This post was written by Marie-Benoit Magrini, Economist at INRA.
Grown on less than 2% of arable land in France, pulse crops are not a common sight on French farms. Yet, pulse crops provide important benefits for agriculture and the environment. First, pulse crops can help in the fight against global warming by taking nitrogen from the air rather than from fertilizers, reducing emission of nitrous oxide, a powerful greenhouse gas. Indeed fertilizers, which enable high yields of major cereal crops such as wheat, barley or maize, are responsible for half of all agricultural greenhouse gas emissions. Secondly, by diversifying simplified farming systems (specialized around cereal crops), addition of pulse crops allows producers to use fewer agri-chemicals and reduce environmental impact. Moreover, pulses have many functional and nutritional properties both as feed for animals and food for people.
Despite these significant benefits, pulse production in France continues to fall. So, what is the problem? Of course, there are several problems, but I will address three of major ways that pulse benefits are under-appreciated.
We know from a recent survey that, at farm level, most French farmers do not consider the ‘real’ economic margin that pulse crops provide.* The annual gross margin for pulses is on the order of 2 to 6 times less than that for major crops. But this ‘opportunity cost’ of including pulses in crop rotations is reduced when the inter-annual net margin is factored in, since with pulses in the rotation farmers can save nitrogen fertilizers and see higher yields and higher quality in subsequent crops (e.g. more protein in wheat).
Few farms have access to technical advising that would help them to properly evaluate multi-year net profits that can accrue from adding pulses to cropping systems. As a result, the economic gain associated with pulse crops often goes unseen. Even when residual benefits to subsequent crops are accounted for, it may not appear sufficient to motivate farmers to grow pulse crops. This is particularly true when wheat prices are high and fertilizer prices are low. For organic producers, the difference of yields and prices between cereals and pulses can be less important. Yet, for most farmers, larger value addition is needed before taking on pulse cropping. This may arise from better evaluation of environmental benefits and also from new markets for pulses.
Under-appreciation of pulse crops results, in part, from what economists call “environmental externalities.” That is, the environmental benefits of growing pulse crops (for instance the reduction of GHG emissions) are not transmitted into market prices and this is a major challenge for attributing the correct economic value of these environmental services. Domestic carbon markets could help in assigning values to environmental benefits as the French InVivo cooperatives have done since 2011. Environmental services payments for farmers applying good agricultural practices could also be a useful lever.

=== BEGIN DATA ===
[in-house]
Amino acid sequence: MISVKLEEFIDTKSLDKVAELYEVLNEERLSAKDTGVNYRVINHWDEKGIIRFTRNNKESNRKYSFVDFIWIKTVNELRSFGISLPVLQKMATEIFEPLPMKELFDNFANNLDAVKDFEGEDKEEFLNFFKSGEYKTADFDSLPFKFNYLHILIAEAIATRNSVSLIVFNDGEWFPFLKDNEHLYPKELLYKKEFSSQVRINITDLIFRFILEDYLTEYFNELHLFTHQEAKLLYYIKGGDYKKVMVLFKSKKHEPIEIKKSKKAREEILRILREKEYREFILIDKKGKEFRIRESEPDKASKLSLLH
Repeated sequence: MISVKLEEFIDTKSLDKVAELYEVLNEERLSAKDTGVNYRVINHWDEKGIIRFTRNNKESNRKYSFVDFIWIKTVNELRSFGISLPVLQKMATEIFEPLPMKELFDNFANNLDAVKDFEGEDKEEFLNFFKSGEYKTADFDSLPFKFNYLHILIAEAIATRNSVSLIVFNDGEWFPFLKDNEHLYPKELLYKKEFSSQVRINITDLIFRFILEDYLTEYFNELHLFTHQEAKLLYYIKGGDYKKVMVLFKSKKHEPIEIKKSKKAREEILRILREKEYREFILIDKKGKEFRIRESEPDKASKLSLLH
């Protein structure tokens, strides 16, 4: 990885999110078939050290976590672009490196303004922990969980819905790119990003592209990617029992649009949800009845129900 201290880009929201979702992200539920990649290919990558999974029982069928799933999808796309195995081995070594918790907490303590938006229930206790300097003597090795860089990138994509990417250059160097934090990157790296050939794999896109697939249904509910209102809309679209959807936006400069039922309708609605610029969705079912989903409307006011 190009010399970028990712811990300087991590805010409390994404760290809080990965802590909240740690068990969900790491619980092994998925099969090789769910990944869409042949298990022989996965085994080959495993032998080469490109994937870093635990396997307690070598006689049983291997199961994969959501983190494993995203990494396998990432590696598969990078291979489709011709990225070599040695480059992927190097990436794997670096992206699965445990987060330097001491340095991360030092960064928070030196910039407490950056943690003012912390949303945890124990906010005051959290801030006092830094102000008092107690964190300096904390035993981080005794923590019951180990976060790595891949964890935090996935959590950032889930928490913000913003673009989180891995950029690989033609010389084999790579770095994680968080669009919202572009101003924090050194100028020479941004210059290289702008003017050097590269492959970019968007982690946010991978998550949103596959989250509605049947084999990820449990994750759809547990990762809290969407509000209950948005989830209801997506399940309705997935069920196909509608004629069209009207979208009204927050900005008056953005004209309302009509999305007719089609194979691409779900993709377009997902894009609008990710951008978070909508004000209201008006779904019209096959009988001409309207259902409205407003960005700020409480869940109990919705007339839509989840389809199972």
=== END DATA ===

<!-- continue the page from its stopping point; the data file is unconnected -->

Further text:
The weak appeal of pulse crops for French farmers compared to cereals is also due to a competitiveness differential between cereals and pulses that has its roots in an historical European preference after the Second World War II: pulses were considered almost exclusively as animal feed, placing them in direct competition with soybean meal imported from America, which provides cheap protein in large quantities. This orientation, driven by public institutions, has meant that research and private stakeholders have neglected to promote pulses in higher value markets for human consumption.
So, the challenge is to create new markets for pulse crops and this may be aided by the transition towards a new nutritional equilibrium between vegetable and animal proteins. However, pulses have traditionally been called ‘the poor person’s meat.’ According to a survey of consumption in France, pulses are seen as ‘old-fashioned’ and changing lifestyles that favor fast-cooking foods have made them less attractive. Therefore, consumer demand for pulses may require food innovations that make pulse consumption easier. For instance, INRA (the French national research institute on agriculture and food) has recently obtained a European patent on pasta made with pulse flour .
So, what can we learn from the story of pulses? Pulse crops have been marginalized by the ‘lock-in’ created by two major factors over the last seven decades: the trend in cropping systems toward homogenization and intensive use of agrochemical inputs paired with public policies and market dynamics that heavily promoted cereals. The push to gain the environmental benefits from diversification of crop systems and the agri-food sector faces competition from the higher economic returns farmers perceive for major crops. To bring them back into center stage, renewed appreciation for pulses is needed both at the upstream and the downstream side of food supply chains.
To go further, see
Magrini, M.-B., Anton, M., Cholez, C., Duc, G., Hellou, G., Jeuffroy, M.-H., Meynard, J. M., Pelzer, E., Voisin, A.-S., Walrand, S., 2016, « Why are grain-legumes rarely present in cropping systems despite their environmental and nutritional benefits? Analyzing lock-in in the French agrifood system.”, Ecological Economics, in press, DOI 10.1016/j.ecolecon.2016.03.024.
*A survey conducted with the French National Research Program LEGITIMES (LEGume Insertion in Territories to Induce Main Ecosystem Services) ANR-13-AGRO-0004, https://www6.inra.fr/legitimes.